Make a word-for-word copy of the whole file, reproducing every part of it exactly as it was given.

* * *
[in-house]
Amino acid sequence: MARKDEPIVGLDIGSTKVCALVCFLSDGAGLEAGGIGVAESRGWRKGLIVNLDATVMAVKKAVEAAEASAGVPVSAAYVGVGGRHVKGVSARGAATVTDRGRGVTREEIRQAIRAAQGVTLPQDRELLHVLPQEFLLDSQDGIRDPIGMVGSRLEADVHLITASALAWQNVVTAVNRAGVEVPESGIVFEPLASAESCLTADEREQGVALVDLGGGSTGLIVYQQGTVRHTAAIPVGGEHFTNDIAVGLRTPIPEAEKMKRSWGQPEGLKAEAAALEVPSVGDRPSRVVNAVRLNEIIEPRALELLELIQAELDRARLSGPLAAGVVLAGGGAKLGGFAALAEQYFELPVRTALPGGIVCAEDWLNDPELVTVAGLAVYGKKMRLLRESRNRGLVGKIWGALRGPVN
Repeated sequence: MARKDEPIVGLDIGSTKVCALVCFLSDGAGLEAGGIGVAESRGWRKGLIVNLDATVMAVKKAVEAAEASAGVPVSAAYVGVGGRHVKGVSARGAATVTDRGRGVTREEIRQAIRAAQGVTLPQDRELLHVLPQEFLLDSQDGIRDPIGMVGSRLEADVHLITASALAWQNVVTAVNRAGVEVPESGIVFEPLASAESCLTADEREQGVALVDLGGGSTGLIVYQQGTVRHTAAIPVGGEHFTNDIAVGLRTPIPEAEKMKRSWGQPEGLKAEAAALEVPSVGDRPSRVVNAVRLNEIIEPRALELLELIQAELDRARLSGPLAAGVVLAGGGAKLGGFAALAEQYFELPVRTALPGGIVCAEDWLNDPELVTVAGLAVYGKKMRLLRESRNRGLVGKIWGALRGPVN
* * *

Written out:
[in-house]
Amino acid sequence: MARKDEPIVGLDIGSTKVCALVCFLSDGAGLEAGGIGVAESRGWRKGLIVNLDATVMAVKKAVEAAEASAGVPVSAAYVGVGGRHVKGVSARGAATVTDRGRGVTREEIRQAIRAAQGVTLPQDRELLHVLPQEFLLDSQDGIRDPIGMVGSRLEADVHLITASALAWQNVVTAVNRAGVEVPESGIVFEPLASAESCLTADEREQGVALVDLGGGSTGLIVYQQGTVRHTAAIPVGGEHFTNDIAVGLRTPIPEAEKMKRSWGQPEGLKAEAAALEVPSVGDRPSRVVNAVRLNEIIEPRALELLELIQAELDRARLSGPLAAGVVLAGGGAKLGGFAALAEQYFELPVRTALPGGIVCAEDWLNDPELVTVAGLAVYGKKMRLLRESRNRGLVGKIWGALRGPVN
Repeated sequence: MARKDEPIVGLDIGSTKVCALVCFLSDGAGLEAGGIGVAESRGWRKGLIVNLDATVMAVKKAVEAAEASAGVPVSAAYVGVGGRHVKGVSARGAATVTDRGRGVTREEIRQAIRAAQGVTLPQDRELLHVLPQEFLLDSQDGIRDPIGMVGSRLEADVHLITASALAWQNVVTAVNRAGVEVPESGIVFEPLASAESCLTADEREQGVALVDLGGGSTGLIVYQQGTVRHTAAIPVGGEHFTNDIAVGLRTPIPEAEKMKRSWGQPEGLKAEAAALEVPSVGDRPSRVVNAVRLNEIIEPRALELLELIQAELDRARLSGPLAAGVVLAGGGAKLGGFAALAEQYFELPVRTALPGGIVCAEDWLNDPELVTVAGLAVYGKKMRLLRESRNRGLVGKIWGALRGPVN